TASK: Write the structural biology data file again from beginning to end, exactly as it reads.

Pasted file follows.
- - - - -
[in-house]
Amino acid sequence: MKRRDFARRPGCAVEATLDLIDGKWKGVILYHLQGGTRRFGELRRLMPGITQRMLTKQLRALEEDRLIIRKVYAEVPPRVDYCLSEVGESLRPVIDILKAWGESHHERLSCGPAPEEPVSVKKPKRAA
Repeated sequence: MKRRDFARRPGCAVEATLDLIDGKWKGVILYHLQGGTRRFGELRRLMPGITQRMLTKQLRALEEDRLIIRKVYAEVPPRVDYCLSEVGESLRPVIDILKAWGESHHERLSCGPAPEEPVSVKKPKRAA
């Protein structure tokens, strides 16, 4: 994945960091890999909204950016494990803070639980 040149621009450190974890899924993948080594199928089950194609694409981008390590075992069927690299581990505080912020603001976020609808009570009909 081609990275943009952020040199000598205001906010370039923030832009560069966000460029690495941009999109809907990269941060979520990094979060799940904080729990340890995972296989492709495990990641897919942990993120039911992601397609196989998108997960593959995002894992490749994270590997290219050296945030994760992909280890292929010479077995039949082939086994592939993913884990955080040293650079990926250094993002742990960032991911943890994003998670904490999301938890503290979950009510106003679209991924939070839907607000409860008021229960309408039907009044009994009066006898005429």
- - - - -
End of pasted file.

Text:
[in-house]
Amino acid sequence: MKRRDFARRPGCAVEATLDLIDGKWKGVILYHLQGGTRRFGELRRLMPGITQRMLTKQLRALEEDRLIIRKVYAEVPPRVDYCLSEVGESLRPVIDILKAWGESHHERLSCGPAPEEPVSVKKPKRAA
Repeated sequence: MKRRDFARRPGCAVEATLDLIDGKWKGVILYHLQGGTRRFGELRRLMPGITQRMLTKQLRALEEDRLIIRKVYAEVPPRVDYCLSEVGESLRPVIDILKAWGESHHERLSCGPAPEEPVSVKKPKRAA
């Protein structure tokens, strides 16, 4: 994945960091890999909204950016494990803070639980 040149621009450190974890899924993948080594199928089950194609694409981008390590075992069927690299581990505080912020603001976020609808009570009909 081609990275943009952020040199000598205001906010370039923030832009560069966000460029690495941009999109809907990269941060979520990094979060799940904080729990340890995972296989492709495990990641897919942990993120039911992601397609196989998108997960593959995002894992490749994270590997290219050296945030994760992909280890292929010479077995039949082939086994592939993913884990955080040293650079990926250094993002742990960032991911943890994003998670904490999301938890503290979950009510106003679209991924939070839907607000409860008021229960309408039907009044009994009066006898005429």